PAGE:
People who knew Evaristo Deus were stunned to hear that he is accused of killing his pregnant girlfriend by driving his SUV into her from behind as she walked home from adult education classes where she was working to improve her English.

They also were startled to learn he had been plucked from a jet Wednesday morning at New York’s JFK International Airport just 10 minutes before it was due to take off for Port-au-Prince, Haiti. He now faces a charge of murdering Laudrinha Kubeloso, 32, who had been his fiancee. Both are recent immigrants from Angola.

“It doesn’t make sense. He was a very nice man. He went to church,” said Rose Henry, who lives in the same building where Deus has lived for about four months. She described him as very neat and said he was happy about recently getting a job at Wal-Mart. “It’s a shock to us all,” Henry said.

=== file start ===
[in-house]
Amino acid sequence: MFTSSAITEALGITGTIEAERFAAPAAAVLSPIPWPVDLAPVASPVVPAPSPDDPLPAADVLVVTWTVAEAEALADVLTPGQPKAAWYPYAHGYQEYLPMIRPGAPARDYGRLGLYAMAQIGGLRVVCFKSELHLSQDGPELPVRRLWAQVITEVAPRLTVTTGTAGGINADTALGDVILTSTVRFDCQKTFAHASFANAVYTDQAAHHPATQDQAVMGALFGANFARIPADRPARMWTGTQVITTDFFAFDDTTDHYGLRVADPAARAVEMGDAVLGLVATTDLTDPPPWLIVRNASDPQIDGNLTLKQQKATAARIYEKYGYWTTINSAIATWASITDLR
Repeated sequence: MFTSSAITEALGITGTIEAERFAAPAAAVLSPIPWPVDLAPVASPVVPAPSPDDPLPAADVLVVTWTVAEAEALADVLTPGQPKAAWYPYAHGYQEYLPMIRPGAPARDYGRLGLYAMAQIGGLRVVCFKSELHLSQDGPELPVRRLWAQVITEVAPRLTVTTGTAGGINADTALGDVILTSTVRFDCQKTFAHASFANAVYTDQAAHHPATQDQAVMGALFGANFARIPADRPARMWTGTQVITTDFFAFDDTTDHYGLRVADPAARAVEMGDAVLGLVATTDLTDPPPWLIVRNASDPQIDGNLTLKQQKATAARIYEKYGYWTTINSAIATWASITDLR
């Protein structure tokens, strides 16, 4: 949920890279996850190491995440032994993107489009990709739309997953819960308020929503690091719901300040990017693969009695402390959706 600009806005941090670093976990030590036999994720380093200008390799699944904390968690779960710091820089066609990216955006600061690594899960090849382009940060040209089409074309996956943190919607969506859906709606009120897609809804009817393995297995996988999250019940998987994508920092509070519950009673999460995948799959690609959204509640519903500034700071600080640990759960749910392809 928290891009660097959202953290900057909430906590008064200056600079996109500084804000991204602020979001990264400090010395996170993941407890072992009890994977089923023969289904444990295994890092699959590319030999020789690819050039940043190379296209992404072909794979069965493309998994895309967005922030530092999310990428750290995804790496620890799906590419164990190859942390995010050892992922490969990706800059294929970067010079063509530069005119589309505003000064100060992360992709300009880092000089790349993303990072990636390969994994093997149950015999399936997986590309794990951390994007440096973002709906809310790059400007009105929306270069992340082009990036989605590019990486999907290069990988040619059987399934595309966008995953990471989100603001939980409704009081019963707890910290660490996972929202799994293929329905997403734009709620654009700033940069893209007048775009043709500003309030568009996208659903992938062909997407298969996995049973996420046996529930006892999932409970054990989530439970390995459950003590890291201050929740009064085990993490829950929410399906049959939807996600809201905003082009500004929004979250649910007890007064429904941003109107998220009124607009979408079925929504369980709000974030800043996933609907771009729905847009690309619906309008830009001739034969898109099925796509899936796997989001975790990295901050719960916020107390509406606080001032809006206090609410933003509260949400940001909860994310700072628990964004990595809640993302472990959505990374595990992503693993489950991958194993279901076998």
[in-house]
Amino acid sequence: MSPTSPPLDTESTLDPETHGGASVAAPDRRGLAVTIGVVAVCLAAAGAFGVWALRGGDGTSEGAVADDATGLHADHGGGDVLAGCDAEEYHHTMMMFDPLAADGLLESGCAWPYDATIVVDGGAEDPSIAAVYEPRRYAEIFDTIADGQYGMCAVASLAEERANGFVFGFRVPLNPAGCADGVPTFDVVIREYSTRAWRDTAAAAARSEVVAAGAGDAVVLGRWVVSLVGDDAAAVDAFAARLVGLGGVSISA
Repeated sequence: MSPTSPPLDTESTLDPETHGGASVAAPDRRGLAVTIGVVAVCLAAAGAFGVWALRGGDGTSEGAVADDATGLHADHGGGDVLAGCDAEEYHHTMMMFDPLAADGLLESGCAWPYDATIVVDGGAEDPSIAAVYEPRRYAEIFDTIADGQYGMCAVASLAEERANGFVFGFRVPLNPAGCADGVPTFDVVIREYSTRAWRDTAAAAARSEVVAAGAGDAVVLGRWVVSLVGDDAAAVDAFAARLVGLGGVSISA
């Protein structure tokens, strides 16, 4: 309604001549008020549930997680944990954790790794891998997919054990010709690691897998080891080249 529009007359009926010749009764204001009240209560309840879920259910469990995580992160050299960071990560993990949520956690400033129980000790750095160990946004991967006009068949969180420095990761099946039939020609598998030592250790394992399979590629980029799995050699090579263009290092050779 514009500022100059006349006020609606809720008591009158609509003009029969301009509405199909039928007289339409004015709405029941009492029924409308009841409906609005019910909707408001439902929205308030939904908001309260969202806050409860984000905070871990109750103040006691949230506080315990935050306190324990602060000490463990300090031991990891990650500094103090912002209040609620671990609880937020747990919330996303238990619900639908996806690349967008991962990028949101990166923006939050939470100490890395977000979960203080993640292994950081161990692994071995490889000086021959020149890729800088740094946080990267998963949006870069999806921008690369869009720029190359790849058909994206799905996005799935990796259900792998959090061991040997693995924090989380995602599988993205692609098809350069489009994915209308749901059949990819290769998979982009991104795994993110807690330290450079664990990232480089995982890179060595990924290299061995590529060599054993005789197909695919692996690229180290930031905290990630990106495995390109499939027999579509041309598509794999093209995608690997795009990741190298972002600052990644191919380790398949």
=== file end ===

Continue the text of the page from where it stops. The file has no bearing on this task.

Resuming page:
Not everyone saw Deus in such a positive light. Pastor Jean Pierre Tschamala did not think he was a good match for Kubeloso.

“I personally did not appreciate the idea (of their relationship),” said Tschamala, senior pastor and founder of the Church of All Nations in Auburn. Kubeloso had been attending church every Sunday and Thursday. Deus’ attendance was spotty and people who knew him from Angola doubted he was sincere.

“When two people love each other it’s very difficult to intervene. … The guy decided to take Laudrinha out of the church,” Tschamala said.

Deus and Kubeloso became engaged, but their relationship deteriorated. After Kubeloso’s death, Tschamala learned from people in the community that Kubeloso caught Deus having a relationship with another woman and that Deus had threatened to kill her after she called off the wedding.

“She told Evaristo, ‘I’m not going to marry you.’ They heard Evaristo threatening her: ‘I’m going to kill you one day,’ ” Tschamala said.

Kubeloso and her fetus died at the hospital Tuesday night, four hours after the hit-and-run. Tschamala said he didn’t think Kubeloso has any family members in Maine.